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Chinese missile destroyer Zhengzhou

Growing Scope of Russian-Chinese Naval Exercises Points to Closer Ties

September 21, 2017
RM Staff

As the Russian and Chinese navies hold joint war games for the second time this year, experts can’t help but wonder whether the growing size and geographic range of such exercises mean that Moscow and Beijing are moving closer to a military pact. “They are building a de facto alliance,” leading Russian military expert Vasily Kashin told the Wall Street Journal in reference to the second stage of Joint Sea-2017, which is set to begin this week. “They want to understand on a granular level how their two militaries can cooperate.”

Indeed, a look at the recent timeline of Russian-Chinese naval exercises (see below) reveals that the two countries’ navies have been expanding the number of vessels and locations in their joint war games since at least 2013. This shows that Russian and Chinese leaders want their armed forces to acquire the capability for joint operations. In fact, relations between Russia and China have become close enough that some policy influentials on both sides have begun to advocate a military-political union between the two countries. It remains unclear, however, whether Vladimir Putin would want Russia to enter a formal military alliance with China akin to NATO or the former Warsaw Pact anytime soon, especially given reservations in Russia about conventional military, demographic and economic disparities between Russia and China. However, the longer Russia remains in an antagonistic relationship with the West, the less reluctant Russian leaders may be to enter such an alliance.

Timeline of recent Russian-Chinese naval exercises:


Name and time: Stage 2 of Joint Sea-2017, Sept. 22-26

Location: Seas of Japan and Okhotsk

Scale: 11 ships and two submarines; two deep-submergence rescue vehicles; four anti-submarine warfare aircraft; and four ship-borne helicopters. Russia represented by the Admiral Tributs Udaloy-class destroyer; the Sovershenny corvette; the Igor Belousov rescue ship, carrying the AS-40 deep-submergence rescue vehicle; the R-11 missile corvette; the Sovetskaya Gavan Grisha-class corvette; the Viktor Faleyev hydrographic survey vessel; the MB-93 sea tug; and two diesel-electric submarines. The four-vessel Chinese task force will be led by the Shijiazhuang destroyer.

Aim of the exercise: Improvement of coordination in countering joint maritime threats.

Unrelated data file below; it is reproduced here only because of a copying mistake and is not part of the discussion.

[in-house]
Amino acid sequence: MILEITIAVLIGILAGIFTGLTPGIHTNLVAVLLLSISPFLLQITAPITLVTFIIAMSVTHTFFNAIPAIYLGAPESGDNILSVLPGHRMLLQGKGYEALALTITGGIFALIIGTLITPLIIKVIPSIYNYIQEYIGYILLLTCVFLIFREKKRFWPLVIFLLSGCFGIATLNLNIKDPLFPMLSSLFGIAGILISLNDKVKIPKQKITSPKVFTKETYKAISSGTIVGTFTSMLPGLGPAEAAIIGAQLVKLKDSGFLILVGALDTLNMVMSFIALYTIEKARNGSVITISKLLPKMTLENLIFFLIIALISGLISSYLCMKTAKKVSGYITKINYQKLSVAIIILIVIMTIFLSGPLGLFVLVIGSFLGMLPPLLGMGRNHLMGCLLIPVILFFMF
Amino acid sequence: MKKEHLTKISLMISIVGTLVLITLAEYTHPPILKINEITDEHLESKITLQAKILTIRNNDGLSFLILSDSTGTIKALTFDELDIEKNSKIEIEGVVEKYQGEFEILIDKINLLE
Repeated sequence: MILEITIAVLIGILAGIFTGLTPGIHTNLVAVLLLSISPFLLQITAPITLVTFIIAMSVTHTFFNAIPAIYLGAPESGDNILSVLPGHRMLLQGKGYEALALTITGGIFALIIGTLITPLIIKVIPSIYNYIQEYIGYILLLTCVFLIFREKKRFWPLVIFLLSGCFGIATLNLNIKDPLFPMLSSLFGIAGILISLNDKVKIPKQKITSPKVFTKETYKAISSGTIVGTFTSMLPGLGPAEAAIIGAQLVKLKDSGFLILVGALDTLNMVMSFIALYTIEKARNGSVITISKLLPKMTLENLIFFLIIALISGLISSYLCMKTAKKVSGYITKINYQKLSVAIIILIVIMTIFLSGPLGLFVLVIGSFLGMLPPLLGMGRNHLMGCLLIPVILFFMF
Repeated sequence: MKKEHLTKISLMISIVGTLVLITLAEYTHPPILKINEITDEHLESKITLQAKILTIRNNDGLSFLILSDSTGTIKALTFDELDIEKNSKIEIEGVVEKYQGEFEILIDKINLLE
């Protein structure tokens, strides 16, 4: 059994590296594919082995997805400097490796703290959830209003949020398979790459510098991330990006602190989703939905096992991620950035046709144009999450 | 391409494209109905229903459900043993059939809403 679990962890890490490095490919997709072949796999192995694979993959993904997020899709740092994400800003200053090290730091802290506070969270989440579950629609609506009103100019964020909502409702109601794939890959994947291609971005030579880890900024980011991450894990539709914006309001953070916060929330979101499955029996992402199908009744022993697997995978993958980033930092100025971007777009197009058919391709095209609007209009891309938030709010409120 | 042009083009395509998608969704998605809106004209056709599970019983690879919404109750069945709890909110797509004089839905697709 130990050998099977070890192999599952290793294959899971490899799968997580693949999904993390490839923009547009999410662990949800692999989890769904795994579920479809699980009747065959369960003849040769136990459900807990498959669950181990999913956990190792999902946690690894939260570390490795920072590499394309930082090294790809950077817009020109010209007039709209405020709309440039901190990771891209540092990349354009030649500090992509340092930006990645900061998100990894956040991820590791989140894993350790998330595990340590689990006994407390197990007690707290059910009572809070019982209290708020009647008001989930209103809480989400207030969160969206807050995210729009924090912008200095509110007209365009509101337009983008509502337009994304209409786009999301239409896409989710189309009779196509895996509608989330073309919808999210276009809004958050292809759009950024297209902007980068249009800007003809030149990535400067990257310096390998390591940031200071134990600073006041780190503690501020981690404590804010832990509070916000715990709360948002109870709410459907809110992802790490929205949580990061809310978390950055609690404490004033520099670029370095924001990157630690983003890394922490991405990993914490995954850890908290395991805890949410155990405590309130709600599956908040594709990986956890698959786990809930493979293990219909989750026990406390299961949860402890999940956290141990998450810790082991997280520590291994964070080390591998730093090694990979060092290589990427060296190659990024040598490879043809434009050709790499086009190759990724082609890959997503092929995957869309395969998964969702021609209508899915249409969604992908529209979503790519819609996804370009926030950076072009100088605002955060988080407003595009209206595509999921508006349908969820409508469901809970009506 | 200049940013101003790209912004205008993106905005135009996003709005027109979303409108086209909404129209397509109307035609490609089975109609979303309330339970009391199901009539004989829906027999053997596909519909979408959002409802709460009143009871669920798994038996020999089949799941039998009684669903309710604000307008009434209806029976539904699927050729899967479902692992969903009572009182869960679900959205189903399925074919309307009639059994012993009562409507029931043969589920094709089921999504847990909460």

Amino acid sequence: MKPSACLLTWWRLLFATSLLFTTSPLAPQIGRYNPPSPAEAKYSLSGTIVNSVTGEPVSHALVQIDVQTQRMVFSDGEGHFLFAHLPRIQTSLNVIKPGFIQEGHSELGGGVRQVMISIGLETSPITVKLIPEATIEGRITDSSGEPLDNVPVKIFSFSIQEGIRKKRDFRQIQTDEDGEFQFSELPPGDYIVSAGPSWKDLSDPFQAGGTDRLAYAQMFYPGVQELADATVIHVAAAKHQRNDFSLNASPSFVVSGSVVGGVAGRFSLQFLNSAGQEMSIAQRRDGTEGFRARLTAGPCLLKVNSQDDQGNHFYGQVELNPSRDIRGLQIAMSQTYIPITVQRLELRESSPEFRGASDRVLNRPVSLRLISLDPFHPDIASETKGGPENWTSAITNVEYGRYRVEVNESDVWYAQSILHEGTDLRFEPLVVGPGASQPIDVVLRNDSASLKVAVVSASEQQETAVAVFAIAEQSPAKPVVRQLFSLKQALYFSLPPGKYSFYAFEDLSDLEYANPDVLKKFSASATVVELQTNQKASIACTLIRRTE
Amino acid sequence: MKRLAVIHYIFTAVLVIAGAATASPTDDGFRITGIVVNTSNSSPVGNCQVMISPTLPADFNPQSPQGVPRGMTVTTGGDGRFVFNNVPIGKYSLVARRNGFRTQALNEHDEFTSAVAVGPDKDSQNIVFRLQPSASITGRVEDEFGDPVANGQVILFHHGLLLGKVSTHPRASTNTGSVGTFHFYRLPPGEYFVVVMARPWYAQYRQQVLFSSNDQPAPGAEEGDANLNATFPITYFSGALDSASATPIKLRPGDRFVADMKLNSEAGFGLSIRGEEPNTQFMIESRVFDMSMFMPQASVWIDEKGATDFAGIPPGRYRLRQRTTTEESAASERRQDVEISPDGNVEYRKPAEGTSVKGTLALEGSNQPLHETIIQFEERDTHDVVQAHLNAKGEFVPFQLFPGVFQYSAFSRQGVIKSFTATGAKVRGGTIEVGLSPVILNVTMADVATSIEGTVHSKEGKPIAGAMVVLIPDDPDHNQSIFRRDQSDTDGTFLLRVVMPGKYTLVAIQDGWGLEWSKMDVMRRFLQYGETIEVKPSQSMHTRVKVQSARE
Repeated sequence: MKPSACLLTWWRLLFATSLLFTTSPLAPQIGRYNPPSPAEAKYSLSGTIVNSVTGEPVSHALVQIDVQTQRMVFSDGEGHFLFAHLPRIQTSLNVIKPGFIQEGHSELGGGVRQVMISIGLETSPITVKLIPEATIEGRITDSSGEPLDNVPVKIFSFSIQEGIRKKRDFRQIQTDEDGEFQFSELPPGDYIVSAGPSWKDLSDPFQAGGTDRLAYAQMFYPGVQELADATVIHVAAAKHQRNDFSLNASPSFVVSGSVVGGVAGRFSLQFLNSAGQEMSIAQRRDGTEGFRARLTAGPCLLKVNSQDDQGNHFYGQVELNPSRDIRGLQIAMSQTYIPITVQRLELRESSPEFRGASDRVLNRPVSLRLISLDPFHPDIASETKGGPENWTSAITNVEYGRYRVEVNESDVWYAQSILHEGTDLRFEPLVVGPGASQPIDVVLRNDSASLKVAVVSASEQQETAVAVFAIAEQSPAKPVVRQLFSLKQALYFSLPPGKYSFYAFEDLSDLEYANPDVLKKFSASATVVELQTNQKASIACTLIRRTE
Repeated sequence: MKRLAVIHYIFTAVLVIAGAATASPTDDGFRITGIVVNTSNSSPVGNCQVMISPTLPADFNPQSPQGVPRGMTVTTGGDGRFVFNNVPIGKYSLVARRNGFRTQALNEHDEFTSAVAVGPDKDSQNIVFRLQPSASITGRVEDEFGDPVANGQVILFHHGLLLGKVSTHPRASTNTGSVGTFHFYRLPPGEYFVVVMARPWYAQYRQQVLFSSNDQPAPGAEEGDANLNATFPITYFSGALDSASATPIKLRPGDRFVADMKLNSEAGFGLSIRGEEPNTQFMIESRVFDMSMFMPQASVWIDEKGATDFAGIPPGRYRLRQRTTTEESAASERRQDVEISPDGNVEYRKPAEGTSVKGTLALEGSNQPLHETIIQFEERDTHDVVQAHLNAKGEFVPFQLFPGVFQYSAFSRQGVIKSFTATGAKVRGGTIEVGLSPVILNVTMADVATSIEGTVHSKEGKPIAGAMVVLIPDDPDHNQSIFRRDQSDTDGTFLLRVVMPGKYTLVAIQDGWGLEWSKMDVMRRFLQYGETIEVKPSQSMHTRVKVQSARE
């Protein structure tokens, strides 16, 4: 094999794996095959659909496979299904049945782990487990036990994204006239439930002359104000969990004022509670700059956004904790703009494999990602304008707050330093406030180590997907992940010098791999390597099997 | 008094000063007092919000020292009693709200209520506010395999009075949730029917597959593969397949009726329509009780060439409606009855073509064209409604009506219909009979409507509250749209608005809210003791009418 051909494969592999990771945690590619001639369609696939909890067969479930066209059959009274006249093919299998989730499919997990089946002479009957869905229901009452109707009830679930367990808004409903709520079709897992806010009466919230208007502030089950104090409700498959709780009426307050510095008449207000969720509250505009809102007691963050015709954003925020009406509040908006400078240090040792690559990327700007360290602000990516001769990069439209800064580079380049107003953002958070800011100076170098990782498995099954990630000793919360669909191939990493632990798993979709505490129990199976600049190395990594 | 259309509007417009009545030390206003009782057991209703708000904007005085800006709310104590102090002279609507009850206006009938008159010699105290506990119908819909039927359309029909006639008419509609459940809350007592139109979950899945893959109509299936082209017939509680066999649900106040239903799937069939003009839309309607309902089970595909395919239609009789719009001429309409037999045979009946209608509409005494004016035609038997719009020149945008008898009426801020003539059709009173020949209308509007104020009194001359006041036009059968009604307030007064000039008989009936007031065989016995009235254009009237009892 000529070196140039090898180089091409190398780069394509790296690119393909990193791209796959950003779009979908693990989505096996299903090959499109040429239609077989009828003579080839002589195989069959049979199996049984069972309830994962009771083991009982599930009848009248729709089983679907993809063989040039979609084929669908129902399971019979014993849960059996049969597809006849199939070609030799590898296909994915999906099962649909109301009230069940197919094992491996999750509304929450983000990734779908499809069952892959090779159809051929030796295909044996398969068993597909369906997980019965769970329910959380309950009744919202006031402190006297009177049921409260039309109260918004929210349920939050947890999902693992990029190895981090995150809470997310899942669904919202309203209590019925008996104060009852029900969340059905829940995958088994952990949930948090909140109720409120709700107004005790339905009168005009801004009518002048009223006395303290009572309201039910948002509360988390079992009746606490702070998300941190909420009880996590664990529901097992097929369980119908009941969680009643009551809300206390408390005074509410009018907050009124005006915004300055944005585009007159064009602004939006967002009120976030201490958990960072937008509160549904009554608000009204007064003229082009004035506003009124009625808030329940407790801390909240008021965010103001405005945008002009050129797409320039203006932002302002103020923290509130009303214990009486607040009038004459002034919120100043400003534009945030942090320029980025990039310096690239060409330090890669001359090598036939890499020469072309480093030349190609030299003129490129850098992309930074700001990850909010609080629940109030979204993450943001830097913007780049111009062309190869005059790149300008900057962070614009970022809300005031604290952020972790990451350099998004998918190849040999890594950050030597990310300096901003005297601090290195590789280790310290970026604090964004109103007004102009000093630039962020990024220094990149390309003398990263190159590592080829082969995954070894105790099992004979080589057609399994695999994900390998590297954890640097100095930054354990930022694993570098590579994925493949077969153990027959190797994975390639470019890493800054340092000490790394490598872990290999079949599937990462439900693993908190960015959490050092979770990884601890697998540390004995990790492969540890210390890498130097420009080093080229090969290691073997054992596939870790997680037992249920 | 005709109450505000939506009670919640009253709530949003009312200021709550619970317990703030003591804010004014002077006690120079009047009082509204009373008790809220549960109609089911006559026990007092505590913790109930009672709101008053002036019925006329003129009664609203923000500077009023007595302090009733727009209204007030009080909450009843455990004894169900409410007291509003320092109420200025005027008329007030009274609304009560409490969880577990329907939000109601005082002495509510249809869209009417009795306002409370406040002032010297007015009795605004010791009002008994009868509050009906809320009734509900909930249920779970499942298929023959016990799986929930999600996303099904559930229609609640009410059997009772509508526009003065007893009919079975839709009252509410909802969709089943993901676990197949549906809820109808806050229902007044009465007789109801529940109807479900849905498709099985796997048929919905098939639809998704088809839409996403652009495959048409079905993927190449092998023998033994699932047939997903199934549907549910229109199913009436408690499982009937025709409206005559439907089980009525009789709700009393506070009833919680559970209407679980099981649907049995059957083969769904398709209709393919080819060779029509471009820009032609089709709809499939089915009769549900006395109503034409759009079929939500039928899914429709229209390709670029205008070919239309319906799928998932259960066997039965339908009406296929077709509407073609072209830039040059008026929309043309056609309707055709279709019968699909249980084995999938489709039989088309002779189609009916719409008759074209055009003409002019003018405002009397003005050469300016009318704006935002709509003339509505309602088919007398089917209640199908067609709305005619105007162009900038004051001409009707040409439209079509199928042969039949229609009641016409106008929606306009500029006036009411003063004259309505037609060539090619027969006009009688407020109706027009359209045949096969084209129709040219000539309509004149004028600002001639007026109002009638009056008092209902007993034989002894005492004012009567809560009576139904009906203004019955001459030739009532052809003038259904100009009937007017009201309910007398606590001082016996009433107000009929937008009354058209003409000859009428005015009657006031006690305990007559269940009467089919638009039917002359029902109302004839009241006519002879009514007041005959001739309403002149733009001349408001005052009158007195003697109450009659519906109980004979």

(Sources: China Military Online, 09.20.17; TASS, 09.17.17)


Name and time: Stage 1 of Joint Sea-2017, July 21-28

Location: Baltic Sea off Baltiysk, a coastal city in Russia’s Kaliningrad exclave, its westernmost territory

Significance: First time Chinese navy sent warships to participate in an exercise in the Baltic Sea

Scale: Three Chinese warships and 10 Russian ships, including two of Russia’s new generation Project 20380 corvettes as well as a rescue tug; Ka-27 multi-purpose shipborne helicopters; and Su-24 tactical bombers. China sent the Hefei destroyer; the Yuncheng frigate; and the Luoma Lake supply ship.

Aim of exercise: To “train and improve cooperation procedures at sea,” according to the Russian Defense Ministry.

(Sources: TASS, 09.17.17; The New York Times, 07.25.17)


Name: Joint Sea-2016

Location: South China Sea

Significance: Russia’s consent to participate in an exercise was significant because it was in the South China Sea, where China  has disputes over a number of islands with other countries in the region.

Scale: 18 ships and support vessels; 21 aircraft; over 250 marines; and 15 units of military equipment

Aim of the exercise: To practice the organization of all types of naval defense, combat firing at naval and aerial targets, and landing operations.

(Sources: Russia Beyond, 09.22.16; The New York Times, 07.25.17)

Name and time: Second part of Joint Sea-2015 (August)

Location: Peter the Great Gulf, waters off the Clerk Cape, Sea of Japan

Significance: Billed as largest Russian-Chinese naval exercise at the time.

Scale: 23 vessels and two submarines

Aim of the exercise: Live-firing drills, anti-submarine operations and close-support combat drills

(Sources: The Diplomat, 05.22.15; USNI News, 08.17.15; The National Interest, 09.16.16)


Name and time: First part of Joint Sea-2015 (May)

Location: Mediterranean Sea

Significance: First Russian-Chinese naval exercise in Mediterranean. Ahead of the exercise two Chinese frigates visited Russia’s Novorossiysk naval base in the Black Sea—also a first for the Chinese Navy.

Scale: 18 warships

Aim of the exercise: To practice replenishment and escort operations

(Sources: The Diplomat, 05.22.15; USNI News, 05.05.15)


Name and time: Joint Sea-2014

Location: East China Sea

Scale: 14 warships; two submarines; nine airplanes; and six helicopters from China and Russia

(Source: Naval Today, 05.27.14)


Name: Joint Sea-2013

Location: Sea of Japan

Significance: At the time, drills were billed as largest ever Russian-Chinese naval exercises. It was the first time the two navies staged joint military exercises near Peter the Great Gulf, involving the largest single batch of troops the Chinese Navy had dispatched to a joint drill with foreign navies.

Scale: 18 surface ships; one submarine; three airplanes; five ship-launched helicopters; and two commando units.

Aim of the exercise: To practice joint air defense, joint escorts and maritime search and rescue operations

(Sources: USA Today, 07.05.13; Xinhua, 08.19.15)


Name and time: Joint Sea-2012

Location: Waters near the eastern Chinese port city of Qingdao

Scale: 25 warships, 13 planes and nine helicopters, as well as two special-forces contingents

Aim of the exercise: To explore new ways to improve coordination and emergency response under multiple circumstances

(Source: Xinhua, 08.19.15)

The opinions expressed in this commentary are solely those of the author.